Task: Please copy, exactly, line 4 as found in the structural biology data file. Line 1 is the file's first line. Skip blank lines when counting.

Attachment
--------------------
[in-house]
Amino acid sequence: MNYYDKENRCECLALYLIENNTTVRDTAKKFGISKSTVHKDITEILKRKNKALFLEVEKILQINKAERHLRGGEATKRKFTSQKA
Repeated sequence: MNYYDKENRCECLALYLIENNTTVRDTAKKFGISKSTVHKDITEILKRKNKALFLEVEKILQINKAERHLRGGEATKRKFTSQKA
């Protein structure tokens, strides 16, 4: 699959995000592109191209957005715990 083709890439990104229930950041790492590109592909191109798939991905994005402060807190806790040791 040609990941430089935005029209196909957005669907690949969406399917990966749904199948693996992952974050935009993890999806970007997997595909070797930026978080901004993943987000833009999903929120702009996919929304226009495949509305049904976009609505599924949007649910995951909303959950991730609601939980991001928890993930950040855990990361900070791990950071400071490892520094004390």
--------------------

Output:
């Protein structure tokens, strides 16, 4: 699959995000592109191209957005715990 083709890439990104229930950041790492590109592909191109798939991905994005402060807190806790040791 040609990941430089935005029209196909957005669907690949969406399917990966749904199948693996992952974050935009993890999806970007997997595909070797930026978080901004993943987000833009999903929120702009996919929304226009495949509305049904976009609505599924949007649910995951909303959950991730609601939980991001928890993930950040855990990361900070791990950071400071490892520094004390």